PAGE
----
Developer for Edina homes hopes to list them in Edina School District
Berman Edina Properties, a developer currently working on seven lots in northwestern Edina, seeks to remove the properties from the Hopkins school district in favor of Edina public schools.
The Hopkins School Board is expected to make a decision on the detachment request at a Sept. 5 meeting. A misunderstanding between petitioners Frank and Toby Berman and board members at the Aug. 22 meeting resulted in high tensions and prompted the board to delay the decision.
This isn’t the first time the board has addressed detachment requests from Edina residents. In 2012, board members unanimously voted against a similar request from Unite Edina 273, a neighborhood alliance within the Parkwood Knolls neighborhood. The group wished to remove more than 400 properties from Hopkins Independent School District 270 in favor of Edina ISD 273. According to the group, many area parents open enrolled their children in the Edina school system anyway, so they could go to school with nearby children who lived within the district.
In this case, Berman Properties’ petition for detachment states that the Edina school district will better serve the seven properties due to their location within Edina city limits, closer proximity to Edina schools and the fact that the majority of the other neighborhood students attend Edina schools.
The general consensus of the board has not changed since 2012. The board’s official stance is that a detachment would not in the best interest of the students, families, taxpayers and community as a whole.
Steve Adams, board treasurer, said he couldn’t see how Hopkins school district would benefit from the detachment.
“How do our taxpayers, how do our students, benefit from this?” Adams asked. “There’s nothing in here that says there’s any benefit that we would incur, so it’d be hard for me to justify detachment to our taxpayers and to our students in the district.”
The board also expressed concerns about setting an unwanted precedent for school districts statewide if the board were to allow the detachment.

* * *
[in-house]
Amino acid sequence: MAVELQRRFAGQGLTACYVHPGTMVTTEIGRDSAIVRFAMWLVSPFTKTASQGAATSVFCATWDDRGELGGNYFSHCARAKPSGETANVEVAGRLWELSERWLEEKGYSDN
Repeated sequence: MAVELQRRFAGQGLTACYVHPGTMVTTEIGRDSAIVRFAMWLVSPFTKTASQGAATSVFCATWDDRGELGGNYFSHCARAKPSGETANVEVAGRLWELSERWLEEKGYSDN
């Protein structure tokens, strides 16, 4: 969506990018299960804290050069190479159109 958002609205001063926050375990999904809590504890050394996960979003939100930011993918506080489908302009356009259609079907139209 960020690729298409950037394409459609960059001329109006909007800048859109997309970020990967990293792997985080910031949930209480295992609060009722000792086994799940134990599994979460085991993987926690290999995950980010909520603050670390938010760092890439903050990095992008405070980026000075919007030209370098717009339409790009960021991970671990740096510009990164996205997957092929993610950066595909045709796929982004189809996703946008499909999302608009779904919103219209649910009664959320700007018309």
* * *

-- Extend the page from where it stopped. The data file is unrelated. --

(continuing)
“To me, it feels like it’s the start of a domino effect,” Kris Newcomer, board director, said. “The legislature has looked at this twice or three times, and they’ve all said collectively, ‘If this happens in one district, it will open the door in other districts across the state.’”
Board chair Wendy Donovan expressed personal frustration at having to hear about detachment for the third time.
“It’s very frustrating because we have no recourse. We just have to do this. We’ve done it twice. I’m frustrated by the process,” she said.
Donovan, an Edina resident, also stated that homeowners choose a house knowing which school district the property is in.
“When I bought my house, I knew clearly the district listed on that title. So, I go back to that: When you get your title, that would be your time to figure out if you’re not in the right district, I would assume,” she said.
The Hopkins district serves the cities of Hopkins, most of Minnetonka, about half of Golden Valley and portions of Eden Prairie, Plymouth, St. Louis Park and Edina.
It is common, according to a report to the school board, for a city to be zoned into multiple school districts as the boundaries do not adhere to city boundaries.
For example, Edina residents are zoned into five districts in addition to the Edina district.
“Borders of school districts are not contiguous necessarily. This is not atypical in the way that the boundaries of the school district are established,” said Jim Martin, legal counsel for Hopkins district.
Martin also pointed out that while the 2012 detachment requests would have resulted in a significant loss of tax base and revenue for the district due to the sheer number of properties wishing to secede, the annexation of these properties would be different.
“The loss of tax base and loss of revenue in this situation is not by any means as significant as what was being looked at in 2012,” Martin said.
The Bermans were not reachable for a comment.
However, Frank Berman expressed his frustrations at the Aug. 22 board meeting when he was not allowed to be heard by the board outside of the open agenda period, the designated portion of the meeting when attendees who wish to speak to the board may do so.
“You’re not hearing our side of it,” Berman exclaimed to the board.
The mishap resulted in pushing the matter to the Sept. 5 meeting.
“Since there was a misunderstanding in the terms of the petitioners addressing the board during open agenda, it behooves us that we give the individual an opportunity,” Warren Goodroad, board vice chair, explained.
Hopkins School Board meetings are typically held at 6 p.m. Tuesdays in Eisenhower Community Center’s boardroom. More information can be found at hopkinsschools.org.
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